For XML to work as a way of structuring data, the systems at each end of the communication path must be using the same tag definitions. That's easy to ensure within a company, where the organisation has total control over tag definition. Take it out into the wider market, however, and everyone has to be working with the same set of tag definitions. That will mean a mammoth task for the World Wide Web Consortium, which is trying to coordinate the work of the various organisations involved in XML.
The good news, however, is that for once there seems to be a real desire in the IT industry to line up behind XML standards, with even Microsoft - not famous for its willingness to conform to other people's standards - toeing the line. As Cardelli puts it: "This is a lot bigger than even Microsoft."
EDI and the impact of XML
The Electronic Data Interchange (EDI) standard is well established in some industry sectors as a way of exchanging commercial documents and forms electronically. But because EDI is expensive to implement, it has mainly been taken up by larger organisations.
Until now. By providing a standard syntax that gives meaning and structure to electronic documents, XML could provide a more cost-effective standard framework for exchanging data over the Internet than do expensive value-added networks. In doing so, it will open up EDI to a wider range of trading partners and be a powerful tool for automating the supply chain.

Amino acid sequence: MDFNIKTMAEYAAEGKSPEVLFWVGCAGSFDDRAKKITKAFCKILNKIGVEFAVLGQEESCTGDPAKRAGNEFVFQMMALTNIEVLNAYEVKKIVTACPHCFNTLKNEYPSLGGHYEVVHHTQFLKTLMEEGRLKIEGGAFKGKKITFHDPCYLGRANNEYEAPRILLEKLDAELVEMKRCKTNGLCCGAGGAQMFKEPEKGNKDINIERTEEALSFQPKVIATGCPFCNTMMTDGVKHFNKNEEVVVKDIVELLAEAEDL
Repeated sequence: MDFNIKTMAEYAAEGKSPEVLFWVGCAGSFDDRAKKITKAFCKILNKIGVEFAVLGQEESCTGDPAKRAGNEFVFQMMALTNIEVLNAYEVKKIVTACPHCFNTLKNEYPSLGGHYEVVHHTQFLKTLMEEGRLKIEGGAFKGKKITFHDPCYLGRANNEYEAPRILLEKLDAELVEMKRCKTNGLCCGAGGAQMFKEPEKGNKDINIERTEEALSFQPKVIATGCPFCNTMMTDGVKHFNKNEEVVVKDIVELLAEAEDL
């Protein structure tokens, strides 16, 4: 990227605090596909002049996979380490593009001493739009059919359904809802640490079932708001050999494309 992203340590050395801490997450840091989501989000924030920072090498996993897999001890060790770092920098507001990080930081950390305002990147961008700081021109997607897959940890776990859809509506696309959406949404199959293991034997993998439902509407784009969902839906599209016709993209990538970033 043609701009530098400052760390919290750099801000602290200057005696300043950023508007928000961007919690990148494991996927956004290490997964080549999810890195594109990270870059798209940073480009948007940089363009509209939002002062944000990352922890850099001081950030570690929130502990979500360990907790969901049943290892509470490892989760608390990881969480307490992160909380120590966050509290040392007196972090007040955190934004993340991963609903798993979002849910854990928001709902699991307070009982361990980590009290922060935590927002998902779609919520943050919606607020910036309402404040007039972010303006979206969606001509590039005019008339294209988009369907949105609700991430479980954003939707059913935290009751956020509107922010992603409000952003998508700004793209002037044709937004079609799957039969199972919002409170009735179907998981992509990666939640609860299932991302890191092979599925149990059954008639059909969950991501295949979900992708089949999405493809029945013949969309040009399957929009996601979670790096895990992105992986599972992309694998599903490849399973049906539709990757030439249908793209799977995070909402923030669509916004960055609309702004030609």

Work is in progress on XML/EDI standards that are backwards-compatible with existing EDI transactions, while adding new functionality for the future.
XML/EDI documents provide a structure that contains data about a transaction, and instructions on how the transaction should be processed. Users can define workflow rules for routeing the document and triggering events. For example, the document will be able to route itself to an order processing system using its built-in search, classifying and routeing mechanisms. It will have built-in transaction status that users or applications can set or interrogate, and will be able to inform users that's it's one in a linked set of documents used in the workflow, for instance.
Because XML provides presentation instructions separately from the actual data, it will also be possible to present a document in different ways for different users: for example, as a human-readable printed form, as a Web page, and as electronic data for an application to process.
However, XML/EDI standards are still being defined. A European XML/EDI pilot project is now under way, as part of the EU's Information Society initiative.